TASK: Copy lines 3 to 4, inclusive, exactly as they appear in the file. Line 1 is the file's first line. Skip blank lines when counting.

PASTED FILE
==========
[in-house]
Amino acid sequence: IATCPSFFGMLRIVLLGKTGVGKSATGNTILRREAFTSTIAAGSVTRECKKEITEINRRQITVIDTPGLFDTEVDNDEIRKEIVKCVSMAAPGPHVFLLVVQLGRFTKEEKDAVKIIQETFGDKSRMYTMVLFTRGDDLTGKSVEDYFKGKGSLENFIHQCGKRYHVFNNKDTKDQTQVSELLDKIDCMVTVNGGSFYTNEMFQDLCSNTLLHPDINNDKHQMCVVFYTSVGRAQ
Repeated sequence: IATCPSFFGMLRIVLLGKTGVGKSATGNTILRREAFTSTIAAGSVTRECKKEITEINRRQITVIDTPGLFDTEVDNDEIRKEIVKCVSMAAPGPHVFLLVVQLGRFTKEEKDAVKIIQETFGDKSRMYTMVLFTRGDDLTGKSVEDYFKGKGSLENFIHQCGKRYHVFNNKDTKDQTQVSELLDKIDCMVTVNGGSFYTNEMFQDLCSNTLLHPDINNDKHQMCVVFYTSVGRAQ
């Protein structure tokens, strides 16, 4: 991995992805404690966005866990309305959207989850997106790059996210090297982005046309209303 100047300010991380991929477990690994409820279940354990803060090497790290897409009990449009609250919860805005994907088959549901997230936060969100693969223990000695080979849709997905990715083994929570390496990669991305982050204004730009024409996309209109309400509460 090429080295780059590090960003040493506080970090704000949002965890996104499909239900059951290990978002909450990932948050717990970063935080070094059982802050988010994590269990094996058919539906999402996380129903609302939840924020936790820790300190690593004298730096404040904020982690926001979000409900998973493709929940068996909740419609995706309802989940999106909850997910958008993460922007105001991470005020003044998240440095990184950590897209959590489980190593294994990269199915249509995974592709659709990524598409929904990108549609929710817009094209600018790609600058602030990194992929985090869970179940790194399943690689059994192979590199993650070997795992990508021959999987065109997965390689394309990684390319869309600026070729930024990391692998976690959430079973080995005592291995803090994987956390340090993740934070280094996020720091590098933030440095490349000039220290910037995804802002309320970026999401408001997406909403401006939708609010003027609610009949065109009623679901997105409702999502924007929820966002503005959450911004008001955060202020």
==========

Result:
Repeated sequence: IATCPSFFGMLRIVLLGKTGVGKSATGNTILRREAFTSTIAAGSVTRECKKEITEINRRQITVIDTPGLFDTEVDNDEIRKEIVKCVSMAAPGPHVFLLVVQLGRFTKEEKDAVKIIQETFGDKSRMYTMVLFTRGDDLTGKSVEDYFKGKGSLENFIHQCGKRYHVFNNKDTKDQTQVSELLDKIDCMVTVNGGSFYTNEMFQDLCSNTLLHPDINNDKHQMCVVFYTSVGRAQ
């Protein structure tokens, strides 16, 4: 991995992805404690966005866990309305959207989850997106790059996210090297982005046309209303 100047300010991380991929477990690994409820279940354990803060090497790290897409009990449009609250919860805005994907088959549901997230936060969100693969223990000695080979849709997905990715083994929570390496990669991305982050204004730009024409996309209109309400509460 090429080295780059590090960003040493506080970090704000949002965890996104499909239900059951290990978002909450990932948050717990970063935080070094059982802050988010994590269990094996058919539906999402996380129903609302939840924020936790820790300190690593004298730096404040904020982690926001979000409900998973493709929940068996909740419609995706309802989940999106909850997910958008993460922007105001991470005020003044998240440095990184950590897209959590489980190593294994990269199915249509995974592709659709990524598409929904990108549609929710817009094209600018790609600058602030990194992929985090869970179940790194399943690689059994192979590199993650070997795992990508021959999987065109997965390689394309990684390319869309600026070729930024990391692998976690959430079973080995005592291995803090994987956390340090993740934070280094996020720091590098933030440095490349000039220290910037995804802002309320970026999401408001997406909403401006939708609010003027609610009949065109009623679901997105409702999502924007929820966002503005959450911004008001955060202020």